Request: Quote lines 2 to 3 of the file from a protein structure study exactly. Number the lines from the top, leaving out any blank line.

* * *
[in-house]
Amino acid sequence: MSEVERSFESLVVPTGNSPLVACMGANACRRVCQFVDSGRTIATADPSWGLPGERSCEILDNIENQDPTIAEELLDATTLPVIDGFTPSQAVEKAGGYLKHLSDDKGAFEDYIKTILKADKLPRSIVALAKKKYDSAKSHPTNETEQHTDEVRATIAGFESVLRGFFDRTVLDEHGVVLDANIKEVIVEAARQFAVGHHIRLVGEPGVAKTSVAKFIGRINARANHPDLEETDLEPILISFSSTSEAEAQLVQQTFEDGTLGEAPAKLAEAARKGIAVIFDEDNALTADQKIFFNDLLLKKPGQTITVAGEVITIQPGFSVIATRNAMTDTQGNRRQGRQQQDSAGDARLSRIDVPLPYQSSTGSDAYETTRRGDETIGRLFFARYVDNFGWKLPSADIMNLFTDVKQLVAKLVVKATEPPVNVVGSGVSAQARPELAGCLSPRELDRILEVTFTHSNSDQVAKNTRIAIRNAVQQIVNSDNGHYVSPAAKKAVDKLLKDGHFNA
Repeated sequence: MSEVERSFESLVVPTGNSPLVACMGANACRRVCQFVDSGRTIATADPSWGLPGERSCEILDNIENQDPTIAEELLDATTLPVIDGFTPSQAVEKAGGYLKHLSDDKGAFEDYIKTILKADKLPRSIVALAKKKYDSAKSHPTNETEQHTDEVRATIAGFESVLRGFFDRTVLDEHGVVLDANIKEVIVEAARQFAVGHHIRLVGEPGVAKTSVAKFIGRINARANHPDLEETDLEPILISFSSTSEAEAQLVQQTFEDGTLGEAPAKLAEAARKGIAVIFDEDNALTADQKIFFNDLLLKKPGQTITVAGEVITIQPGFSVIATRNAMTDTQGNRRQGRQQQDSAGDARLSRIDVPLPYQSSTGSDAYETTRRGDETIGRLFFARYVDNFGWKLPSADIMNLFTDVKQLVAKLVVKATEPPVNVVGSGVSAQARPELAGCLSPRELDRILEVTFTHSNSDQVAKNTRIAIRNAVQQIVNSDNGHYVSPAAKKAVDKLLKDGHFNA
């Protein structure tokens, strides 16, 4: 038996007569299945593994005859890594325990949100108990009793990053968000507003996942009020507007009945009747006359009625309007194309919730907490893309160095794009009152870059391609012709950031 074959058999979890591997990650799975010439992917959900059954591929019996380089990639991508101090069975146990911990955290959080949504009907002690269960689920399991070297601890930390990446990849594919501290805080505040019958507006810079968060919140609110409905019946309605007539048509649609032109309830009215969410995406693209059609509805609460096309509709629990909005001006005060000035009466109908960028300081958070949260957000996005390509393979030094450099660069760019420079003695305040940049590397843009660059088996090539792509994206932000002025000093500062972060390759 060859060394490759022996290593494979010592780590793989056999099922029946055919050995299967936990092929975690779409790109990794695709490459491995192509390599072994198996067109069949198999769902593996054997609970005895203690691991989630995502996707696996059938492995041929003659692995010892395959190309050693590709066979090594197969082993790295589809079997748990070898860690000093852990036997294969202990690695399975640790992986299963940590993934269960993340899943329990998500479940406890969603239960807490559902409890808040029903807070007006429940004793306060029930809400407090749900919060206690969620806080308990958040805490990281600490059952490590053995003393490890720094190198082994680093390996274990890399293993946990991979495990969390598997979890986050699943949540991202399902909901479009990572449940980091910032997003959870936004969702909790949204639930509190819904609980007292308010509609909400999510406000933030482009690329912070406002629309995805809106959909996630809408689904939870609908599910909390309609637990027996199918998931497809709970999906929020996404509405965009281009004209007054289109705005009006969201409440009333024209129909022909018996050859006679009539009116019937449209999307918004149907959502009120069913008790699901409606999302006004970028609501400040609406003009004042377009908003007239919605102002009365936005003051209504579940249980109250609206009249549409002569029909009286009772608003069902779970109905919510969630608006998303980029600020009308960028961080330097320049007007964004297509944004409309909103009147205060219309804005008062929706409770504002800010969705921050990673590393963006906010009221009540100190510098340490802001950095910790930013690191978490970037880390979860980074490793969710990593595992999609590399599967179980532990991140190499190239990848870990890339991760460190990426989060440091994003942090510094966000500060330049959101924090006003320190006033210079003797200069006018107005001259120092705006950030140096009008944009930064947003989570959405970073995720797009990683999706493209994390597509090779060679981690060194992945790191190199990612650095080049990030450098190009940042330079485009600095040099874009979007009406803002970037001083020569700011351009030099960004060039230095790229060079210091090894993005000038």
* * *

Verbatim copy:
Amino acid sequence: MSEVERSFESLVVPTGNSPLVACMGANACRRVCQFVDSGRTIATADPSWGLPGERSCEILDNIENQDPTIAEELLDATTLPVIDGFTPSQAVEKAGGYLKHLSDDKGAFEDYIKTILKADKLPRSIVALAKKKYDSAKSHPTNETEQHTDEVRATIAGFESVLRGFFDRTVLDEHGVVLDANIKEVIVEAARQFAVGHHIRLVGEPGVAKTSVAKFIGRINARANHPDLEETDLEPILISFSSTSEAEAQLVQQTFEDGTLGEAPAKLAEAARKGIAVIFDEDNALTADQKIFFNDLLLKKPGQTITVAGEVITIQPGFSVIATRNAMTDTQGNRRQGRQQQDSAGDARLSRIDVPLPYQSSTGSDAYETTRRGDETIGRLFFARYVDNFGWKLPSADIMNLFTDVKQLVAKLVVKATEPPVNVVGSGVSAQARPELAGCLSPRELDRILEVTFTHSNSDQVAKNTRIAIRNAVQQIVNSDNGHYVSPAAKKAVDKLLKDGHFNA
Repeated sequence: MSEVERSFESLVVPTGNSPLVACMGANACRRVCQFVDSGRTIATADPSWGLPGERSCEILDNIENQDPTIAEELLDATTLPVIDGFTPSQAVEKAGGYLKHLSDDKGAFEDYIKTILKADKLPRSIVALAKKKYDSAKSHPTNETEQHTDEVRATIAGFESVLRGFFDRTVLDEHGVVLDANIKEVIVEAARQFAVGHHIRLVGEPGVAKTSVAKFIGRINARANHPDLEETDLEPILISFSSTSEAEAQLVQQTFEDGTLGEAPAKLAEAARKGIAVIFDEDNALTADQKIFFNDLLLKKPGQTITVAGEVITIQPGFSVIATRNAMTDTQGNRRQGRQQQDSAGDARLSRIDVPLPYQSSTGSDAYETTRRGDETIGRLFFARYVDNFGWKLPSADIMNLFTDVKQLVAKLVVKATEPPVNVVGSGVSAQARPELAGCLSPRELDRILEVTFTHSNSDQVAKNTRIAIRNAVQQIVNSDNGHYVSPAAKKAVDKLLKDGHFNA